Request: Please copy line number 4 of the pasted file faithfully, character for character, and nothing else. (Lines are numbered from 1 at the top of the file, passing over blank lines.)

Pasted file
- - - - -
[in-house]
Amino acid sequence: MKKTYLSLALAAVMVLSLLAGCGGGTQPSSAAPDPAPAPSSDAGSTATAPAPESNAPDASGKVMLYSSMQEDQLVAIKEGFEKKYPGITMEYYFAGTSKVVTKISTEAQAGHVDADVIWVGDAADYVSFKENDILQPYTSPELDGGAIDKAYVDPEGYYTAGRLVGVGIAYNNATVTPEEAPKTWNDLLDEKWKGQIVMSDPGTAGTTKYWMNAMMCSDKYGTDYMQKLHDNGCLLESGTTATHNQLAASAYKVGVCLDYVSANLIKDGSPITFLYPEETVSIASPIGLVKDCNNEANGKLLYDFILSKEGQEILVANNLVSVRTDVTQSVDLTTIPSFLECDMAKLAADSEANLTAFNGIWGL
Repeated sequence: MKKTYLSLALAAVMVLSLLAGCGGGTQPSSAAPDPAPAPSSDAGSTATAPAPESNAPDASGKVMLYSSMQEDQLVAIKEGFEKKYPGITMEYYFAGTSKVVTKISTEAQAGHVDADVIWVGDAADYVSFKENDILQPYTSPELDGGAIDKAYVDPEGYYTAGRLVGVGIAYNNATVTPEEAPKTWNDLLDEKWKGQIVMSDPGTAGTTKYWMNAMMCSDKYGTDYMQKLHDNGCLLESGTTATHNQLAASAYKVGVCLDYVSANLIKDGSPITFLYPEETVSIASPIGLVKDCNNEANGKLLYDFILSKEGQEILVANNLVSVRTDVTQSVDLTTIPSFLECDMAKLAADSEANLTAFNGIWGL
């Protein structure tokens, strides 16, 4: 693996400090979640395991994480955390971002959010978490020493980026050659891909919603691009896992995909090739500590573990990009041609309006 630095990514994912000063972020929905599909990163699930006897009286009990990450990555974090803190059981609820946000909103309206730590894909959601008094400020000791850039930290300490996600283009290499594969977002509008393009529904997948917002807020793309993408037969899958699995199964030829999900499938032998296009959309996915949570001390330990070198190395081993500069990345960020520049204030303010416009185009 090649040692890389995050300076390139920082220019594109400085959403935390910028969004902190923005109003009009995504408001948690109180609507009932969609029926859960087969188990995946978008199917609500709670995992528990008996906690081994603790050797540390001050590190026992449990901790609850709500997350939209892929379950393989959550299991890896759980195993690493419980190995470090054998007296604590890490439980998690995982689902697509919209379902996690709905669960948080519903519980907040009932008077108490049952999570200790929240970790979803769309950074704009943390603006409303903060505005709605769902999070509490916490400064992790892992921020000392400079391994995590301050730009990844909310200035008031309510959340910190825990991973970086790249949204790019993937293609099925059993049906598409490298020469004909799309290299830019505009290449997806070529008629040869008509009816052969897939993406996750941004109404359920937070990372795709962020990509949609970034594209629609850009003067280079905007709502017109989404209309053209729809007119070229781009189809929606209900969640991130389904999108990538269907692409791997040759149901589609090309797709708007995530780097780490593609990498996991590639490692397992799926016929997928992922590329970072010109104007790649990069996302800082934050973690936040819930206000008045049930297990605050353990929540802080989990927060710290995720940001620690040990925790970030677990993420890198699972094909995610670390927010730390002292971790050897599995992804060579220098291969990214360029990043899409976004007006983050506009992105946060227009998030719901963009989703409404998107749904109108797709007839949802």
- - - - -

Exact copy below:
């Protein structure tokens, strides 16, 4: 693996400090979640395991994480955390971002959010978490020493980026050659891909919603691009896992995909090739500590573990990009041609309006 630095990514994912000063972020929905599909990163699930006897009286009990990450990555974090803190059981609820946000909103309206730590894909959601008094400020000791850039930290300490996600283009290499594969977002509008393009529904997948917002807020793309993408037969899958699995199964030829999900499938032998296009959309996915949570001390330990070198190395081993500069990345960020520049204030303010416009185009 090649040692890389995050300076390139920082220019594109400085959403935390910028969004902190923005109003009009995504408001948690109180609507009932969609029926859960087969188990995946978008199917609500709670995992528990008996906690081994603790050797540390001050590190026992449990901790609850709500997350939209892929379950393989959550299991890896759980195993690493419980190995470090054998007296604590890490439980998690995982689902697509919209379902996690709905669960948080519903519980907040009932008077108490049952999570200790929240970790979803769309950074704009943390603006409303903060505005709605769902999070509490916490400064992790892992921020000392400079391994995590301050730009990844909310200035008031309510959340910190825990991973970086790249949204790019993937293609099925059993049906598409490298020469004909799309290299830019505009290449997806070529008629040869008509009816052969897939993406996750941004109404359920937070990372795709962020990509949609970034594209629609850009003067280079905007709502017109989404209309053209729809007119070229781009189809929606209900969640991130389904999108990538269907692409791997040759149901589609090309797709708007995530780097780490593609990498996991590639490692397992799926016929997928992922590329970072010109104007790649990069996302800082934050973690936040819930206000008045049930297990605050353990929540802080989990927060710290995720940001620690040990925790970030677990993420890198699972094909995610670390927010730390002292971790050897599995992804060579220098291969990214360029990043899409976004007006983050506009992105946060227009998030719901963009989703409404998107749904109108797709007839949802």